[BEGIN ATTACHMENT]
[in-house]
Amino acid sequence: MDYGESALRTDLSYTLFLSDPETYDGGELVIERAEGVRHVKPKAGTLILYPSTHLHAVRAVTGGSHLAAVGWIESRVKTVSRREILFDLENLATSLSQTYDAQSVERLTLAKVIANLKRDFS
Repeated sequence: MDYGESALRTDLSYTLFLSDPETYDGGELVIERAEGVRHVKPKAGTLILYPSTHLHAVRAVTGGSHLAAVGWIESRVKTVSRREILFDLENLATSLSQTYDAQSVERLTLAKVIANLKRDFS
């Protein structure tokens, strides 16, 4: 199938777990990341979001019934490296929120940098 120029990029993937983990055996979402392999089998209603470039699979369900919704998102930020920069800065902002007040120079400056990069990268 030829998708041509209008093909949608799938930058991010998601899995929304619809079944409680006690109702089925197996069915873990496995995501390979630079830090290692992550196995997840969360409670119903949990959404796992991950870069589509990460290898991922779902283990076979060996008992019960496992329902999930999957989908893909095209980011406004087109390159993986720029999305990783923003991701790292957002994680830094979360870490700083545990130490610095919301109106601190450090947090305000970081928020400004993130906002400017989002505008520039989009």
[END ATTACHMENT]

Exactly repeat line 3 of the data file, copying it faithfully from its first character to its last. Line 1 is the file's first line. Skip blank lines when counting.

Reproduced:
Repeated sequence: MDYGESALRTDLSYTLFLSDPETYDGGELVIERAEGVRHVKPKAGTLILYPSTHLHAVRAVTGGSHLAAVGWIESRVKTVSRREILFDLENLATSLSQTYDAQSVERLTLAKVIANLKRDFS